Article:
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February 17, 2019, 10:16:46 am

Author Topic: 3U Maths Question Thread  (Read 422312 times)  Share 

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david.wang28

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Re: 3U Maths Question Thread
« Reply #3900 on: February 05, 2019, 03:43:33 pm »
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You've done nothing wrong. Now cancel out the \( (1+8x)^2\) in the left fraction's denominator and right fraction's denominator (remember - you're multiplying two fractions) and then expand and simplify.
I've got it now; thanks for the help Rui! :)
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Re: 3U Maths Question Thread
« Reply #3901 on: February 05, 2019, 03:50:37 pm »
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Hi,
I need help with the attached question! I need help with Part iii of Q7.
Thanks!

RuiAce

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Re: 3U Maths Question Thread
« Reply #3902 on: February 05, 2019, 04:27:12 pm »
+3
Hi,
I need help with the attached question! I need help with Part iii of Q7.
Thanks!
\[ \text{We know that}\\ \begin{align*} \frac{1}{2\times 2} &< \frac{1}{1\times 2}\\ \frac{1}{3\times 3}&< \frac{1}{2\times 3}\\ \frac{1}{4\times 4} &< \frac{1}{3\times 4}\\ &\vdots\\ \frac{1}{98\times 98} &< \frac{1}{97\times 98}\\ \frac{1}{99\times 99}&< \frac{1}{98\times 99} \end{align*} \]
\[ \text{So upon adding we have}\\ \begin{align*}&\quad \frac{1}{2^2} +\frac{1}{3^2} + \frac{1}{4^2} + \dots + \frac{1}{98^2}+\frac{1}{99^2}\\ & < \frac{1}{1\times 2} + \frac{1}{2\times 3} + \frac{1}{3\times 4} + \dots + \frac{1}{97\times 98} + \frac{1}{98\times 99}\\ &= \frac{99}{100} - \frac{1}{99\times 100} \tag{result from ii)}\\ &< \frac{99}{100} \end{align*}\\ \text{as required.} \]
__________________________________
\[ \text{We also know that}\\ \begin{align*} \frac{1}{2\times 2} &> \frac{1}{2\times 3}\\ \frac{1}{3\times 3}&> \frac{1}{3\times 4}\\ &\vdots\\ \frac{1}{99\times 99} &> \frac{1}{99\times 100} \end{align*} \]
\[ \text{So upon adding we have}\\ \begin{align*}&\quad \frac{1}{2\times 2}+ \frac{1}{3\times 3} + \dots + \frac{1}{99\times 99}\\ &> \frac{1}{2\times 3} + \frac{1}{3\times 4} + \dots + \frac{1}{99\times 100}\\ &+ \frac{99}{100} - \frac{1}{1\times 2} \tag{result from ii)}\\ &= \frac{49}{100} \end{align*}\\ \text{as required.}\]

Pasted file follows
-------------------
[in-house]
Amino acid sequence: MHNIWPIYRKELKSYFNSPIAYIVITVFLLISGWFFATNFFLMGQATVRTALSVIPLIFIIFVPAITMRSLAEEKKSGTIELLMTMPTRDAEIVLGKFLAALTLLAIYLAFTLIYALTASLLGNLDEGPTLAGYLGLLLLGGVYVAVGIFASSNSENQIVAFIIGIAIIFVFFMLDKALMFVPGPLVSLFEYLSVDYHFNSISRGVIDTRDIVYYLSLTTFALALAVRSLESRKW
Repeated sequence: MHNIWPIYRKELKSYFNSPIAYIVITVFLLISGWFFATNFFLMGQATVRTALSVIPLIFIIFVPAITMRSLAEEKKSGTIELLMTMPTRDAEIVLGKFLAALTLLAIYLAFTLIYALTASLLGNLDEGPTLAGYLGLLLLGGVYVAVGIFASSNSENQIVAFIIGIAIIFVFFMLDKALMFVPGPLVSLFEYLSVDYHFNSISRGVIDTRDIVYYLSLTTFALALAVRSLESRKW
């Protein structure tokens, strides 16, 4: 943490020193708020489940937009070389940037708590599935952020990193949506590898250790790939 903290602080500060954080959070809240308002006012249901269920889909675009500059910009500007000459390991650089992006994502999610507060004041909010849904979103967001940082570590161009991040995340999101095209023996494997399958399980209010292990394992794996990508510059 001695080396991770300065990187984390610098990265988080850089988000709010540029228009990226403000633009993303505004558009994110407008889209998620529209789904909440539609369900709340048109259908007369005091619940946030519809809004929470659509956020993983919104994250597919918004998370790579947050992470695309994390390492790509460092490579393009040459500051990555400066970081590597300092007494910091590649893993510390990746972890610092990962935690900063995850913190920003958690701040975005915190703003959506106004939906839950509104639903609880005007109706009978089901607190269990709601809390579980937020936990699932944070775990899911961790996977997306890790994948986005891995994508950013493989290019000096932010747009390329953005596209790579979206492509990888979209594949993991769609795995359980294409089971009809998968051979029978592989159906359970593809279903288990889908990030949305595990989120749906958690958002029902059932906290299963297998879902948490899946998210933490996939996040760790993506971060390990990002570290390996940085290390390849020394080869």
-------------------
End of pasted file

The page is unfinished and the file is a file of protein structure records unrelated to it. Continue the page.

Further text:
spnmox

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Re: 3U Maths Question Thread
« Reply #3903 on: February 09, 2019, 10:05:29 pm »
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Someone send help please!

What is the focus if the locus equation I calculated is x^2=16a(y-2a) ?

RuiAce

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Re: 3U Maths Question Thread
« Reply #3904 on: February 09, 2019, 10:43:25 pm »
+1
Someone send help please!

What is the focus if the locus equation I calculated is x^2=16a(y-2a) ?
\[ \text{Recall that }x^2=4ay\\ \text{has focus at }(0,a) \]
\[ \text{Thus the translated parabola }(x-h)^2=4a(y-k)\\ \text{has focus at }(h, a+k) \]
Therefore your parabola has focus at \( (0, 4a + 2a) \), i.e. \( (0, 6a)\)

spnmox

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Re: 3U Maths Question Thread
« Reply #3905 on: February 09, 2019, 11:37:45 pm »
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M (3,9) and N(-2,4) lie on the parabola y=x^2 and P (p,p^2) is a variable point on the parabola. Find the exact perpendicular distance from P to the line MN.

As the numerator is a quadratic, I got a little confused. At what point are you able to remove the absolute value signs in the numerator and why are you able to?

RuiAce

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Re: 3U Maths Question Thread
« Reply #3906 on: February 10, 2019, 08:57:10 am »
+2
M (3,9) and N(-2,4) lie on the parabola y=x^2 and P (p,p^2) is a variable point on the parabola. Find the exact perpendicular distance from P to the line MN.

As the numerator is a quadratic, I got a little confused. At what point are you able to remove the absolute value signs in the numerator and why are you able to?
I don't believe you can?
\[ \text{The line has equation }x - y + 6 = 0\\ \text{so plugging into the perpendicular distance formula gives}\\ d = \frac{|p - p^2 + 6|}{\sqrt{2}} \]
That should be the correct answer. There's nothing we can do to simplify this, because we can't show that \(-p^2 + p + 6\) is a positive definite or negative definite quadratic to exploit relevant properties. If the answer dropped the absolute values without reasonable justification I would consider that a mistake.